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November CPI Roughly In-Line, Pre-Markets Cool

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The final Consumer Price Index (CPI) report before the next Fed meeting is out this morning, with results reasonably in-bounds with expectations: November headline CPI month over month reached +0.1%, 10 basis points (bps) higher than October and what analysts were expecting this time around. Stripping out volatile food and energy prices, core CPI month over month came in as expected at +0.3%, up 10 bps from the previous month.

Year over year headline CPI is what’s also known as the “Inflation Rate,” and here we are directly in-line with estimates for November: 3.1%, down 10 bps from October, and the one shining beacon of evidence for the narrative that inflation is coming down incrementally. (Although it should be noted June 2023’s Inflation Rate was only 3.0%.) Core CPI year over year was also in-line with expectations at 4.0% — the best print we’ve seen since May 2021.

Prices came down from expectations in Food prices, which perhaps Americans noticed during the week of Thanksgiving, though Shelter overall rose +0.4% last month, and Owner’s Equivalent Rent outpaced estimates, +0.5%. This would likely indicate to the Fed — which comes together today for its latest two-day Federal Open Market Committee (FOMC) meeting — that under the surface, there are still wrinkles of inflation yet to be ironed out. Meaning the expected rate cuts from a plurality of investors will have to wait.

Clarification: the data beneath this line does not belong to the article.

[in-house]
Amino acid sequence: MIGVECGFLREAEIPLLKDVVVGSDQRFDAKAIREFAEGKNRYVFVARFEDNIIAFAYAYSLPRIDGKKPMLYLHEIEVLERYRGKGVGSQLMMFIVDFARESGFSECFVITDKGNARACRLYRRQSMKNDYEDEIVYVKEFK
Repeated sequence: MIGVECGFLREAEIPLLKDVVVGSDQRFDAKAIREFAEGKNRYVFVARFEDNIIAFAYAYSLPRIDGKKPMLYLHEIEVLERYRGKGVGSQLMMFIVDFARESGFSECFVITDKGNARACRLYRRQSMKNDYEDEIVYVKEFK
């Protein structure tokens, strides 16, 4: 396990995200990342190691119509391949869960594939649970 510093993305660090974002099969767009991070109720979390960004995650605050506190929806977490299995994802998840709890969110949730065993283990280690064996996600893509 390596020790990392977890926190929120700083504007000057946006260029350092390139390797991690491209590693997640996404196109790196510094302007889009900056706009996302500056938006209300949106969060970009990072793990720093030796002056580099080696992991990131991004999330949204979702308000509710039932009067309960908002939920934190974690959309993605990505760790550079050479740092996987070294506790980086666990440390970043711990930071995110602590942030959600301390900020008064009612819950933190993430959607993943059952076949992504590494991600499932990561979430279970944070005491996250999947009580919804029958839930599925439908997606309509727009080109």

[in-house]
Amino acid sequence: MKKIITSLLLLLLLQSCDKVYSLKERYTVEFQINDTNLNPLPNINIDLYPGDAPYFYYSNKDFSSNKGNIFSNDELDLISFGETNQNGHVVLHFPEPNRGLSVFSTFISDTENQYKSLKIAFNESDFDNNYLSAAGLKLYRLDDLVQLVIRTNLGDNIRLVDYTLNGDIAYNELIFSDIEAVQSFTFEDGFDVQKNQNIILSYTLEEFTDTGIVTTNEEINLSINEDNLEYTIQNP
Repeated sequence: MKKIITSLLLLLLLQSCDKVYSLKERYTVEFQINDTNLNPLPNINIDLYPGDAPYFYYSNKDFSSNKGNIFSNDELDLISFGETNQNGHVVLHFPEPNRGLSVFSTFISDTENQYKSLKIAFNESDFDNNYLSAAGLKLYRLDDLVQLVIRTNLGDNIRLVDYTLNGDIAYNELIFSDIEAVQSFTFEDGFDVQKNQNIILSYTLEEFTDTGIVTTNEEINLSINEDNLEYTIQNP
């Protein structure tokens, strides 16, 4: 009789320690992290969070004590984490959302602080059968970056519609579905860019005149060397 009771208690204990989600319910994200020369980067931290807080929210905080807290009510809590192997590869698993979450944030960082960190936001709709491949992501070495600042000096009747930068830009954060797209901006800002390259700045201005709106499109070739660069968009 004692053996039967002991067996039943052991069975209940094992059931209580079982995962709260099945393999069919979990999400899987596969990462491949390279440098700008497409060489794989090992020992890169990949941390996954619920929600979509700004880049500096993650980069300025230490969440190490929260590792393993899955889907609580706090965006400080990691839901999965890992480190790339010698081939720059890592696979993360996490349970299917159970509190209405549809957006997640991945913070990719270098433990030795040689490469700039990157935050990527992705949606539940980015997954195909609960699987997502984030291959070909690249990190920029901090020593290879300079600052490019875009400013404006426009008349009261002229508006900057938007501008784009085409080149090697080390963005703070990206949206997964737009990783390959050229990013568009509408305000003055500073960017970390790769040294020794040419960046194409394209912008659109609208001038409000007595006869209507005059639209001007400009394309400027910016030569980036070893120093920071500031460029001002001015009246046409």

In any case, the chances of a rate hike from the Fed tomorrow (or a rate cut, for that matter) is effectively 0%. This will make the fourth FOMC meeting in the past five where the Fed kept current interest rates pat. We’re still at the highest levels in almost 23 years at 5.25-5.50%, unlikely to go higher at all this cycle, but not soon to turn lower. Good jobs numbers last week will keep the Fed’s focus directly on inflation; if the labor market were to suddenly deteriorate, this would change the narrative, at least somewhat. After all, it’s a dual-mandate the Fed has: inflation under control and a satisfying level of employment.

Pre-market futures initially took this CPI report well, moving to over +100 points on the Dow, +65 on the Nasdaq and +10 on the S&P 500. However, in just the fifteen or so minutes it’s taken me to write this column this morning, we’re now -3 points on the S&P, +28 on the Dow and +10 on the Nasdaq. Keep in mind we’re still riding superlative gains over the past month: +4.5% on the SD&P and Nasdaq, +6% on the Dow and +10% on the small-cap Russell 2000.

Aside from the commencement of the final FOMC meeting of 2023, this afternoon we’ll get a new look at the U.S. Federal Budget for November. This is expected to sink to -$290 billion from -$249 billion the previous month, which was a deficit equal to -5.8% of U.S. GDP. In metrics like these, we’re talking ultra-macro, and will likely have even less to do with influencing the Fed’s decision on interest rates tomorrow at 2pm ET.

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